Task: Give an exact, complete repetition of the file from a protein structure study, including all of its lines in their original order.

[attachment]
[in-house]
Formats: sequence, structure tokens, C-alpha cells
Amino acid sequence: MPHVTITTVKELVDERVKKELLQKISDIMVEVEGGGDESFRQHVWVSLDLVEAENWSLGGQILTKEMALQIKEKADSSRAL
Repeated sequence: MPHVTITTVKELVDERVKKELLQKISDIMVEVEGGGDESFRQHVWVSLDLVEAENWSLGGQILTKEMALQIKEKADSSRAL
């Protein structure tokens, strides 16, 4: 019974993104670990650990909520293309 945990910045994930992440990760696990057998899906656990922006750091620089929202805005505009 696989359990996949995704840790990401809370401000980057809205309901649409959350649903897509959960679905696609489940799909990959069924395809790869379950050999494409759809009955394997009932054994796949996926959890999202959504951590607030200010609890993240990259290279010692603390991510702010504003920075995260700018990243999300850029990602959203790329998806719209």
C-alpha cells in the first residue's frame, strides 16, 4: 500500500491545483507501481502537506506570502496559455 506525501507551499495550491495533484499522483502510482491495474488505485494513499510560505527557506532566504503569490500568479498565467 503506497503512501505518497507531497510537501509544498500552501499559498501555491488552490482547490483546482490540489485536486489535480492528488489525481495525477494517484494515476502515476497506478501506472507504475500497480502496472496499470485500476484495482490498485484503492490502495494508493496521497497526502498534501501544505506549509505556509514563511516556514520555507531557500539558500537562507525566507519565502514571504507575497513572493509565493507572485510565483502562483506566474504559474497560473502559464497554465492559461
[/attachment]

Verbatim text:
[in-house]
Formats: sequence, structure tokens, C-alpha cells
Amino acid sequence: MPHVTITTVKELVDERVKKELLQKISDIMVEVEGGGDESFRQHVWVSLDLVEAENWSLGGQILTKEMALQIKEKADSSRAL
Repeated sequence: MPHVTITTVKELVDERVKKELLQKISDIMVEVEGGGDESFRQHVWVSLDLVEAENWSLGGQILTKEMALQIKEKADSSRAL
């Protein structure tokens, strides 16, 4: 019974993104670990650990909520293309 945990910045994930992440990760696990057998899906656990922006750091620089929202805005505009 696989359990996949995704840790990401809370401000980057809205309901649409959350649903897509959960679905696609489940799909990959069924395809790869379950050999494409759809009955394997009932054994796949996926959890999202959504951590607030200010609890993240990259290279010692603390991510702010504003920075995260700018990243999300850029990602959203790329998806719209």
C-alpha cells in the first residue's frame, strides 16, 4: 500500500491545483507501481502537506506570502496559455 506525501507551499495550491495533484499522483502510482491495474488505485494513499510560505527557506532566504503569490500568479498565467 503506497503512501505518497507531497510537501509544498500552501499559498501555491488552490482547490483546482490540489485536486489535480492528488489525481495525477494517484494515476502515476497506478501506472507504475500497480502496472496499470485500476484495482490498485484503492490502495494508493496521497497526502498534501501544505506549509505556509514563511516556514520555507531557500539558500537562507525566507519565502514571504507575497513572493509565493507572485510565483502562483506566474504559474497560473502559464497554465492559461